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Ukiyo-e Heroes: video-game characters as samurai

Ukiyo-e is a centuries-old style of Japanese woodblock prints; in recent years, the style and techniques have enjoyed a resurgence. Now, illustrator Jed Henry is applying it ... to video games.

Ukiyo-e is a centuries-old style of Japanese woodblock prints; in recent years, the style and techniques have enjoyed a resurgence. Now, illustrator Jed Henry is applying it ... to video games.

Link and Epona in Ukiyo-e style (Credit: Jed Henry)

Indiana-born artist Henry has created a series called "Ukiyo-e Heroes" — Japanese video-game protagonists re-imagined as Ukiyo-e samurai — and they look amazing.

Starting on 1 August, Henry will be selling prints of his Mario Kart image, carved by woodblock printer David Bull, via Kickstarter for US$125. Proceeds go towards supporting Bull's apprentices.

British-born Bull, who works out of Japan, uses traditional methods of Japanese woodblock printing, or moku hanga, and has become one of the most revered practitioners of the craft today.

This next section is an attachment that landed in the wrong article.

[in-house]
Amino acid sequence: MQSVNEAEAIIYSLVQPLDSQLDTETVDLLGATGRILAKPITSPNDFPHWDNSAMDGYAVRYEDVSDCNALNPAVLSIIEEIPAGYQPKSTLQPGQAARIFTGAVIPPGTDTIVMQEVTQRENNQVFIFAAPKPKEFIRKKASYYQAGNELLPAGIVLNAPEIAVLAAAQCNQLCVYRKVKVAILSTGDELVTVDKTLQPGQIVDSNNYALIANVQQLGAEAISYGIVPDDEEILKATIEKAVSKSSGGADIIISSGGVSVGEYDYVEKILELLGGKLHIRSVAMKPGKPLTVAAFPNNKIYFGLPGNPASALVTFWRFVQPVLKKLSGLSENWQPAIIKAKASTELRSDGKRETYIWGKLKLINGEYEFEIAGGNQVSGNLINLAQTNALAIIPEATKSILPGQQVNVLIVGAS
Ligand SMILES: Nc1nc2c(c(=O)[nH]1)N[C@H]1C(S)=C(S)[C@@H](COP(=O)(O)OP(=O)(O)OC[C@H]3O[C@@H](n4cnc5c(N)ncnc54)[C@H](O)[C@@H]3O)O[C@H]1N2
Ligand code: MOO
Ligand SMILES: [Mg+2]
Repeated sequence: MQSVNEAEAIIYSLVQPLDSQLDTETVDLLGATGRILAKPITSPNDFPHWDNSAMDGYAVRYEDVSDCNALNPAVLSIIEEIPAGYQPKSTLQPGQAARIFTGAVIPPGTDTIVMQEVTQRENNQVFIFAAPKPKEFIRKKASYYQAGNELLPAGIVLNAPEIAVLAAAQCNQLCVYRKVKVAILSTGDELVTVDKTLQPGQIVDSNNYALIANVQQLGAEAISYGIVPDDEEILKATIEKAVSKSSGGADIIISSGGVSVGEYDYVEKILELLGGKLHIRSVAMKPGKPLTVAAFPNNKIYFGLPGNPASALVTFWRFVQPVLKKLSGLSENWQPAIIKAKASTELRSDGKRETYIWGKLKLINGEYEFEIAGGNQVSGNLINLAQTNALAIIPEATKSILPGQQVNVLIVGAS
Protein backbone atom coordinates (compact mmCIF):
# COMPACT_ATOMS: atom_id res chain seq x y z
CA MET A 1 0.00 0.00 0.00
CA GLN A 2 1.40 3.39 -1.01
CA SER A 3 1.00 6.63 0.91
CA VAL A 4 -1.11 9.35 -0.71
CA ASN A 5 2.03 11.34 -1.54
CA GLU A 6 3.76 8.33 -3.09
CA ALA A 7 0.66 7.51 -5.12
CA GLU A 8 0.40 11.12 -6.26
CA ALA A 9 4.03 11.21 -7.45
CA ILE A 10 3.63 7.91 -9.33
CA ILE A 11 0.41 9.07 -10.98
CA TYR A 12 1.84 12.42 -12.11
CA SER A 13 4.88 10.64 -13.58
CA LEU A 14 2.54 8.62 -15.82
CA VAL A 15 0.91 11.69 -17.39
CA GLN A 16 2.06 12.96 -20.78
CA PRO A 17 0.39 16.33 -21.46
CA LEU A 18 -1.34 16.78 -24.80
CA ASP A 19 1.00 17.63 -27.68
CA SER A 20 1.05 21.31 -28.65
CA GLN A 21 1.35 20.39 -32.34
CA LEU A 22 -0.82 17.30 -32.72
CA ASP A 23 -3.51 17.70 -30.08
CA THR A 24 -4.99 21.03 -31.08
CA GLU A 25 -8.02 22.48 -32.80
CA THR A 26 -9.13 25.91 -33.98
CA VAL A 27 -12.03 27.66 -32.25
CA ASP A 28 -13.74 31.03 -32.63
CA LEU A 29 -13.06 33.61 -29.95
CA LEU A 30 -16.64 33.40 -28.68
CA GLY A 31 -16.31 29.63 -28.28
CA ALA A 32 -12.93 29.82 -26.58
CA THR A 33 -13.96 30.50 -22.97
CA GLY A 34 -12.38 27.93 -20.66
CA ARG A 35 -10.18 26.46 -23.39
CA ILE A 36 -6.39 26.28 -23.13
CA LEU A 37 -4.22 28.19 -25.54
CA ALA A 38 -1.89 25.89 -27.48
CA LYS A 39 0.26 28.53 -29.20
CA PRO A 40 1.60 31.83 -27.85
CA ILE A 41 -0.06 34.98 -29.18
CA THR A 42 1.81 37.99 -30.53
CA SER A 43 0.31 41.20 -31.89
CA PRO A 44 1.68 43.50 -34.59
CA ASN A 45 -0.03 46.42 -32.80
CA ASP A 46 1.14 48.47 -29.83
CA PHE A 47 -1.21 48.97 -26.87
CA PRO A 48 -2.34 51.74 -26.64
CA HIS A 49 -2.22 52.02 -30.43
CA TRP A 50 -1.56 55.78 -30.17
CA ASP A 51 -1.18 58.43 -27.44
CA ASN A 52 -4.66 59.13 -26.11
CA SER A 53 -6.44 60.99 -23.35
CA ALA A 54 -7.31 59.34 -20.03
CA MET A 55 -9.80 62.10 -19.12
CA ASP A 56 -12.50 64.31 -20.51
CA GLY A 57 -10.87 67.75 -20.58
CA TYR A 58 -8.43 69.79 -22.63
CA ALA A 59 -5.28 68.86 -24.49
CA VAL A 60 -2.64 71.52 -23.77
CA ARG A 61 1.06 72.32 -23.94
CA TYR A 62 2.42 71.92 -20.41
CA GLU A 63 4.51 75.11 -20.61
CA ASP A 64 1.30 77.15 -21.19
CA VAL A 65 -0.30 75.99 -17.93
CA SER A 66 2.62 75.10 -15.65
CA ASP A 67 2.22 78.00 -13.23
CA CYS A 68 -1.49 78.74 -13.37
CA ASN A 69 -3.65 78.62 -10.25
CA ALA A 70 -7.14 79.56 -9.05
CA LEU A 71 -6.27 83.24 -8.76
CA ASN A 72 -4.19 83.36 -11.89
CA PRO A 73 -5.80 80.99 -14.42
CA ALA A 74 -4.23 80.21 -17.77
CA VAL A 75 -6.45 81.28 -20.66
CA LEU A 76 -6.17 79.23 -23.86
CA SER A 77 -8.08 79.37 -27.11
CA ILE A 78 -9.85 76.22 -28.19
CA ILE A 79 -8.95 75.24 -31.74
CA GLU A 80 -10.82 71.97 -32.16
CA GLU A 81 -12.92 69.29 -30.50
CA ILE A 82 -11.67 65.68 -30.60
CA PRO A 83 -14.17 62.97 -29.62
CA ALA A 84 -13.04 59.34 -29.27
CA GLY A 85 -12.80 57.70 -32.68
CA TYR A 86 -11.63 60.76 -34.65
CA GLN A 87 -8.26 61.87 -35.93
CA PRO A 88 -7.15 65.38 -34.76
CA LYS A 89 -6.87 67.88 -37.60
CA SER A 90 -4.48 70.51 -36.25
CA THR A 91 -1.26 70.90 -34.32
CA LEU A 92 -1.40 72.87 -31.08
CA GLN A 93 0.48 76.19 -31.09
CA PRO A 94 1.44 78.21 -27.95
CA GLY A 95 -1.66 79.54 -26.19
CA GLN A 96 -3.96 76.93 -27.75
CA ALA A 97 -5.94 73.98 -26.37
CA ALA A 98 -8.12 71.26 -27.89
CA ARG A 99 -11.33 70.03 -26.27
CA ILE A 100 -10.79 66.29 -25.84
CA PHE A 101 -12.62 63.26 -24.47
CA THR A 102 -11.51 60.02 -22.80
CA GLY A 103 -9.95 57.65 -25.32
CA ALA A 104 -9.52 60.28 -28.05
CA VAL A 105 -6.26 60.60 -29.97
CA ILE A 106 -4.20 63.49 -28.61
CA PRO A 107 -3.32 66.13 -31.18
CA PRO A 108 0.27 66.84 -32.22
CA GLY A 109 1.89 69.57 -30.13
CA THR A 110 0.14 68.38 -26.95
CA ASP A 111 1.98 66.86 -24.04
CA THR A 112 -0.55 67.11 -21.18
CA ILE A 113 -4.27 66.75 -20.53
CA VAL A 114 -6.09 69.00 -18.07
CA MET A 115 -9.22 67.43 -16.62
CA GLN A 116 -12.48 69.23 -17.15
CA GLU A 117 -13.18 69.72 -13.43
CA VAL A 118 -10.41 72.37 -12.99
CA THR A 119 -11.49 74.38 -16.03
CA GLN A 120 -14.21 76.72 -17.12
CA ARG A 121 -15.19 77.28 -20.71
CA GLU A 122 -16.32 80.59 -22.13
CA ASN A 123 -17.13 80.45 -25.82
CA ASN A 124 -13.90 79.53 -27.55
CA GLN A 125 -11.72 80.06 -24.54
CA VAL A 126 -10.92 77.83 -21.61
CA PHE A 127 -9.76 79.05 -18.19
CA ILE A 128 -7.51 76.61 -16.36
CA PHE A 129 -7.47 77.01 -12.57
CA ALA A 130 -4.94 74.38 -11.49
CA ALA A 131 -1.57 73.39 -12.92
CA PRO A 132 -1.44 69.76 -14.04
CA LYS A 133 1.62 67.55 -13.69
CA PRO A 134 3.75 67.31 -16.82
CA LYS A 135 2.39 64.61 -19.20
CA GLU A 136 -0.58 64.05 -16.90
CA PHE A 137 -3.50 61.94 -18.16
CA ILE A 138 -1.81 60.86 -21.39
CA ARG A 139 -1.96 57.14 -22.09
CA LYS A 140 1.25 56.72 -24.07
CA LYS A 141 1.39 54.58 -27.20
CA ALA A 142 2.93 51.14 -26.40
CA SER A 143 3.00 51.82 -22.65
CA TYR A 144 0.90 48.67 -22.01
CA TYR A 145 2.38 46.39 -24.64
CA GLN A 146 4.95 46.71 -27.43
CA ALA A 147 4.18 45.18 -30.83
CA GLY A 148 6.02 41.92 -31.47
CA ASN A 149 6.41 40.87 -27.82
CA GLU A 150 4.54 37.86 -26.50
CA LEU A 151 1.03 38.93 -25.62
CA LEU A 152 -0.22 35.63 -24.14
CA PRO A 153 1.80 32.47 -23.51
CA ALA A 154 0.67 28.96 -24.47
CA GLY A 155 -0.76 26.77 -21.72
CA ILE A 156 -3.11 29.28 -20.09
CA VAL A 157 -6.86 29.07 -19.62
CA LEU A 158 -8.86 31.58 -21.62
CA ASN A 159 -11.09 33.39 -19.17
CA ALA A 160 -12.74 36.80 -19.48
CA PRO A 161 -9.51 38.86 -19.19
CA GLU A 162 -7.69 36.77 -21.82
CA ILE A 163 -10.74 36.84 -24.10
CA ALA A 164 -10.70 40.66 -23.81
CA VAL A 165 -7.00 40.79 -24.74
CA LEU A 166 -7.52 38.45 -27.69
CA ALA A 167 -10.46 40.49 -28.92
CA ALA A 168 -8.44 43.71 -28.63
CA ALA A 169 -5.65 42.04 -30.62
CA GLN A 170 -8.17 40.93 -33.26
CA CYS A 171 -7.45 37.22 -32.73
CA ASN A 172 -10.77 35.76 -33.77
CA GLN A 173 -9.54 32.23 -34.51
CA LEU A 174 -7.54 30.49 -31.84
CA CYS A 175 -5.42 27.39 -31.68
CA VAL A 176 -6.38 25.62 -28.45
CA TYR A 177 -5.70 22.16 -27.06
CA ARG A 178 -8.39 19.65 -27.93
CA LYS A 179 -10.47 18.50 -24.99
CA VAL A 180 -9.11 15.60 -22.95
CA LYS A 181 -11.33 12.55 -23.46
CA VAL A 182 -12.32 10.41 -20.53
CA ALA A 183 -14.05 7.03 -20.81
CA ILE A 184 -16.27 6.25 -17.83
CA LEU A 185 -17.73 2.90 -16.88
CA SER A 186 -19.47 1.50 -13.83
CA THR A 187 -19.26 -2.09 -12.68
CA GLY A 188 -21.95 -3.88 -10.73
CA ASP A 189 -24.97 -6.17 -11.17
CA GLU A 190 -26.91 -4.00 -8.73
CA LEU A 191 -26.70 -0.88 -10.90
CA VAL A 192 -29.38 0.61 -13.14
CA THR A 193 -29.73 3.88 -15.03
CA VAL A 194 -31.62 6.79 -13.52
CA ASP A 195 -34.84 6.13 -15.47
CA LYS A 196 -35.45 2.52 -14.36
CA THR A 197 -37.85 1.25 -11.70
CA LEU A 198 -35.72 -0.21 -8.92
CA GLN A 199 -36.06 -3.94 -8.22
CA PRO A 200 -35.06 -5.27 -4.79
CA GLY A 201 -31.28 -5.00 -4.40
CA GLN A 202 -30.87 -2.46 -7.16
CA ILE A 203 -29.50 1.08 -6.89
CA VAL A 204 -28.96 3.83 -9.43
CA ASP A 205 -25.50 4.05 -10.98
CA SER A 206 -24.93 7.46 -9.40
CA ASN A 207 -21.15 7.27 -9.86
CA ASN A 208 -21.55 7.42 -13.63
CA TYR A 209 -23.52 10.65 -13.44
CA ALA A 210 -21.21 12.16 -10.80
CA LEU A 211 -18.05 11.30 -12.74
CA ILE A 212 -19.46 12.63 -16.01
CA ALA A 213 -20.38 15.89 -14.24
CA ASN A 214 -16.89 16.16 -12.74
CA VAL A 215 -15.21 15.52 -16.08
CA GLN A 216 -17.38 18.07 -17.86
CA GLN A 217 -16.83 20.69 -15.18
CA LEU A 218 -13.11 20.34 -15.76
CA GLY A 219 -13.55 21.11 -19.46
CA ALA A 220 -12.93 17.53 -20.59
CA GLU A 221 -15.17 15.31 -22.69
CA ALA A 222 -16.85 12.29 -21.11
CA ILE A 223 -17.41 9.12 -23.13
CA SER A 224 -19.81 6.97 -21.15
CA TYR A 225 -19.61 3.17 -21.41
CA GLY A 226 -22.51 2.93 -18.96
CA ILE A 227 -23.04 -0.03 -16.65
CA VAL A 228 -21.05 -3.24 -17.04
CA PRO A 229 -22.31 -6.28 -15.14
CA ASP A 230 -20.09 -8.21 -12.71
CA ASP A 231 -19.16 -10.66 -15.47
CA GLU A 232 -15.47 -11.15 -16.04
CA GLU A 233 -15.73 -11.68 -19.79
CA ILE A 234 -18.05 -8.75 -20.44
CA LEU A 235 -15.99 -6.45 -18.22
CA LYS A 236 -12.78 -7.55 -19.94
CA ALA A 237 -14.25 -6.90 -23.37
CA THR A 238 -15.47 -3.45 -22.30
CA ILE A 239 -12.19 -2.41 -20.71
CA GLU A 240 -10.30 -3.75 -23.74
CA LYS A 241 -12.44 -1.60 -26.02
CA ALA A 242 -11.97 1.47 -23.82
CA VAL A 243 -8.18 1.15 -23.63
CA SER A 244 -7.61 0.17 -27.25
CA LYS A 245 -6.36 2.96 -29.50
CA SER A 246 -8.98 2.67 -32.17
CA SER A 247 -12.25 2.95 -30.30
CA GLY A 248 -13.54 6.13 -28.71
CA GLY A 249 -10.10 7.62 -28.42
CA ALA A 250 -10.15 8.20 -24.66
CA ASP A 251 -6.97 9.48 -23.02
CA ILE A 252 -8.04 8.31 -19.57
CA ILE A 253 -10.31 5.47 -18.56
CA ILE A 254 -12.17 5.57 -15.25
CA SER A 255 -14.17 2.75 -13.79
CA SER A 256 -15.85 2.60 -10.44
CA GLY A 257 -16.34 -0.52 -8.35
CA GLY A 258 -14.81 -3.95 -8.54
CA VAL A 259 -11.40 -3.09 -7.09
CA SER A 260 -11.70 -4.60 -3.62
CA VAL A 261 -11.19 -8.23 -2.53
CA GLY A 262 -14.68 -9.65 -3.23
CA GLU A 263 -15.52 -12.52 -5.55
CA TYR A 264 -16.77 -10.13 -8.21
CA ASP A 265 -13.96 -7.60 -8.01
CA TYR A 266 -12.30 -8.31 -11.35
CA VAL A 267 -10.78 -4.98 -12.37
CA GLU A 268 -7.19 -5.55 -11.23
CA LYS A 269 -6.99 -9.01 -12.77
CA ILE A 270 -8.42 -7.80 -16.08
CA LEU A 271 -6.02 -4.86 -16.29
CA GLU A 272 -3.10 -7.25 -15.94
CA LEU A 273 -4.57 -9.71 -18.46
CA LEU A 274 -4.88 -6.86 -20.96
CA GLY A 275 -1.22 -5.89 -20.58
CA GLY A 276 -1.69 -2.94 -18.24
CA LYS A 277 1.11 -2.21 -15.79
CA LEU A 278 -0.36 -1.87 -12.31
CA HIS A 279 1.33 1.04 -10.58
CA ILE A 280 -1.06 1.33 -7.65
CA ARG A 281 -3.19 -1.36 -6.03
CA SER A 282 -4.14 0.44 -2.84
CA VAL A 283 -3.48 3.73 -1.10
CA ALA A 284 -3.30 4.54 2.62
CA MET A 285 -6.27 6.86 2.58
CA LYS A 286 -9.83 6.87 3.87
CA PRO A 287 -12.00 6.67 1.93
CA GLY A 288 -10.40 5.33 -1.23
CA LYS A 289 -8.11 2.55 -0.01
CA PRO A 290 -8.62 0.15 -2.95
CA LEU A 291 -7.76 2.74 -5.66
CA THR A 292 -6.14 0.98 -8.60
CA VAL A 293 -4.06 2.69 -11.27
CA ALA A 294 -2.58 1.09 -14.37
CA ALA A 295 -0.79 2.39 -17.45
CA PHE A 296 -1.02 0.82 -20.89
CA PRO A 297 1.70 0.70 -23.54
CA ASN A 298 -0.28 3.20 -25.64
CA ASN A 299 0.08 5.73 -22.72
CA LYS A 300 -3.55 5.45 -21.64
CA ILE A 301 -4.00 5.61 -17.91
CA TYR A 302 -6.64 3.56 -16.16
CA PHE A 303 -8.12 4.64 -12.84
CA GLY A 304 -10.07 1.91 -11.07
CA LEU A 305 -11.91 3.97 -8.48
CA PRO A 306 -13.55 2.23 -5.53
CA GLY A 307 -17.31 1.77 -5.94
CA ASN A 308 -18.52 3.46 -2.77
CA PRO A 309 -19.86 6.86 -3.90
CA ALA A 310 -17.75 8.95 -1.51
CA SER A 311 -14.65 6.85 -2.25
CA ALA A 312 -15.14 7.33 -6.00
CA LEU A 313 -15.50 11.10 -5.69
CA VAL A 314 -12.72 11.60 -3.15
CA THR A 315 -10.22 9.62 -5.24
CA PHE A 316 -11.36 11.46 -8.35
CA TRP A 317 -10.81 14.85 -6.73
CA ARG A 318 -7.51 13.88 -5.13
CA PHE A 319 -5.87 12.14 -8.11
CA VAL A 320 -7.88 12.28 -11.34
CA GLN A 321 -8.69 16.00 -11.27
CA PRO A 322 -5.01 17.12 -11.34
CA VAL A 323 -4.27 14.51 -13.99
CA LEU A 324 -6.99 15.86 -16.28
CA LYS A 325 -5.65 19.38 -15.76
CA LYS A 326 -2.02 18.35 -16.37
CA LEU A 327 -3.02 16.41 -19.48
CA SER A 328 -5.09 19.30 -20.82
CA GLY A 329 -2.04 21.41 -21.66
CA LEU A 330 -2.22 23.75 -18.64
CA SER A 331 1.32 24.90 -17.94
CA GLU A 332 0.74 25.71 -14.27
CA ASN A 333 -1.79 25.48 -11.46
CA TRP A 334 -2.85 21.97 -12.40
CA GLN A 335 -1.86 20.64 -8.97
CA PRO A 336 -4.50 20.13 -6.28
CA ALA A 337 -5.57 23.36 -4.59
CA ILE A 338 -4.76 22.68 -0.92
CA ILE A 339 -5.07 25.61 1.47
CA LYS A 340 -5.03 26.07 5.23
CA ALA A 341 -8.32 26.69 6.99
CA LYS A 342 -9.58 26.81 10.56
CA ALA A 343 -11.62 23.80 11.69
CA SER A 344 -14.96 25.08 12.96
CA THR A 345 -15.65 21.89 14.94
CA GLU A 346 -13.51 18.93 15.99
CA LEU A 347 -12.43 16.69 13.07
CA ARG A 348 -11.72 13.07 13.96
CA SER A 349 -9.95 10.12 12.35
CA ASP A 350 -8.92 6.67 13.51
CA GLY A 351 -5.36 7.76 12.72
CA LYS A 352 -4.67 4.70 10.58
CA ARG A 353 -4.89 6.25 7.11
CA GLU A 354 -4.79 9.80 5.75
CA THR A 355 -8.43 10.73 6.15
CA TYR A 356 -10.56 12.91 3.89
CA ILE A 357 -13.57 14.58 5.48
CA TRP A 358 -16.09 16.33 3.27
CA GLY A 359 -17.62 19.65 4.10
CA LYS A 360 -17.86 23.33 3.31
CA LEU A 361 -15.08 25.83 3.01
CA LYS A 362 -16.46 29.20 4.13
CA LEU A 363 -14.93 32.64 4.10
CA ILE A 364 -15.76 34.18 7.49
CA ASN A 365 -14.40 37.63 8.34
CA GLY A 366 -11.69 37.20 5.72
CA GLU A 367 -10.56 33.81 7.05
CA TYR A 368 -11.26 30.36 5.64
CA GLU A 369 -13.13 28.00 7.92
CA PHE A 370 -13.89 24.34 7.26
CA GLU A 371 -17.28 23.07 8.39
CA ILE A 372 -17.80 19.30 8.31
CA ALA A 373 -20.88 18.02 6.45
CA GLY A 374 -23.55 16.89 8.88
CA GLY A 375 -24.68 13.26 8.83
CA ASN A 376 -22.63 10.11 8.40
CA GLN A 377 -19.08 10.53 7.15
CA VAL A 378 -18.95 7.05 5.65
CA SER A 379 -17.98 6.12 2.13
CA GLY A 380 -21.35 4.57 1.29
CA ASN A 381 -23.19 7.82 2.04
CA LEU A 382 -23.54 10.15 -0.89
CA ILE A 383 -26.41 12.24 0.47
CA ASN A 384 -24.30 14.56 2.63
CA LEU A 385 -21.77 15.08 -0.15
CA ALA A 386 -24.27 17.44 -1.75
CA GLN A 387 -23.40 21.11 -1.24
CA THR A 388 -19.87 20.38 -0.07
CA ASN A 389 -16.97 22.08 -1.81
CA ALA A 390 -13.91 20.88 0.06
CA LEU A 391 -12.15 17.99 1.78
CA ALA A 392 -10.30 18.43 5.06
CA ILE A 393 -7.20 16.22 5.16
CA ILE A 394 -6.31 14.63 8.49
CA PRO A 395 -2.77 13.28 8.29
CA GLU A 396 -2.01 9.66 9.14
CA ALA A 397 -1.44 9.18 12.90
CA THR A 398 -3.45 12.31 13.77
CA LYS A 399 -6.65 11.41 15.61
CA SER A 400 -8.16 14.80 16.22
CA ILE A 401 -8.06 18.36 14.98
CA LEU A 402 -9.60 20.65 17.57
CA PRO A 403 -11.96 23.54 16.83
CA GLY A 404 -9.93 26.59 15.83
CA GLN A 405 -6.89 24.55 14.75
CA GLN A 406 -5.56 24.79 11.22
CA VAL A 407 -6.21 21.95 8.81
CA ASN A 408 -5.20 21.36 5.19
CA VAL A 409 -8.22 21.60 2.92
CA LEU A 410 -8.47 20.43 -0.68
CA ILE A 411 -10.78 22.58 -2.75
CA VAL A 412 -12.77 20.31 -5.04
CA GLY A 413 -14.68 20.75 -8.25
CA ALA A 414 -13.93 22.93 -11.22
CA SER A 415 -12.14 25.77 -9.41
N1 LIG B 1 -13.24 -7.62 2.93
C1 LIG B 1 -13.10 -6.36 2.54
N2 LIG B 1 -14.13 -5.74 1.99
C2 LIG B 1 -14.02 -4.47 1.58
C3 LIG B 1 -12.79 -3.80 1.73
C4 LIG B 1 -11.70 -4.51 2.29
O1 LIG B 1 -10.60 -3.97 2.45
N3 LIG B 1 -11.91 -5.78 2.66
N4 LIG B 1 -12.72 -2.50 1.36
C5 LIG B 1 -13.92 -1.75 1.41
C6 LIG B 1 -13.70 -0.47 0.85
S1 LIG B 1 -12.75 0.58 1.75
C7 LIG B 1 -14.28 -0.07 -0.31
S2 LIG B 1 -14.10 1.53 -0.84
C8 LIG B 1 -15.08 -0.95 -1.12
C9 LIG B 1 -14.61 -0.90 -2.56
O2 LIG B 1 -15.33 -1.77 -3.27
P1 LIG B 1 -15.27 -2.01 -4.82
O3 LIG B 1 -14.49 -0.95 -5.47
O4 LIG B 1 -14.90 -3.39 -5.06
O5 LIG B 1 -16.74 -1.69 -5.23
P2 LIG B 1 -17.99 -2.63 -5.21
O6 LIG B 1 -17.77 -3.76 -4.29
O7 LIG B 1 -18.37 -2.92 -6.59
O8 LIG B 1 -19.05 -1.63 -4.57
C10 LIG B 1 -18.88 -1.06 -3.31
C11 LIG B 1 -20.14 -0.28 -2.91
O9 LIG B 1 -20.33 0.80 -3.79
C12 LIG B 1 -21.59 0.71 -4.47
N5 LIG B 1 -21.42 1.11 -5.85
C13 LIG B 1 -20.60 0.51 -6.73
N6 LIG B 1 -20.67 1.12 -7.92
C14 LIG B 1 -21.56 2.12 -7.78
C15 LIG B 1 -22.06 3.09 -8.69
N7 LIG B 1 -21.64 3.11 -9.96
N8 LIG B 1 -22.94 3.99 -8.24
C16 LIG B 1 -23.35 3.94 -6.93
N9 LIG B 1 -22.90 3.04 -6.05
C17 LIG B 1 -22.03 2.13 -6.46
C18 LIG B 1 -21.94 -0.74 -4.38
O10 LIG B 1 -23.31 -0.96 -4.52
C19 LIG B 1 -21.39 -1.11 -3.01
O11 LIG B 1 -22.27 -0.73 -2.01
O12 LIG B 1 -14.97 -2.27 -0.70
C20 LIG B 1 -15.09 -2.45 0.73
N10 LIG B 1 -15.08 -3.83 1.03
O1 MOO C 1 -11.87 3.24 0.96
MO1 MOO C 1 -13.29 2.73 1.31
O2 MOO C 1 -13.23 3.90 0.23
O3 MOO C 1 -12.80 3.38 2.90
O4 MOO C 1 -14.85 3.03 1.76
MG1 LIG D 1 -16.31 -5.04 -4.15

Poster prints (giclee on mulberry paper) will also be available for US$40 for the first print, and US$35 for every subsequent print.

If you want one of these works of art, you can pre-order by emailing Henry at thejedhenry@gmail.com, and you can follow his work on his Facebook page or his Tumblr.

Also, you can check out some videos of Bull carving the woodblock here.

It's super effective! (Credit: Jed Henry)
Mario Kart (Credit: Jed Henry)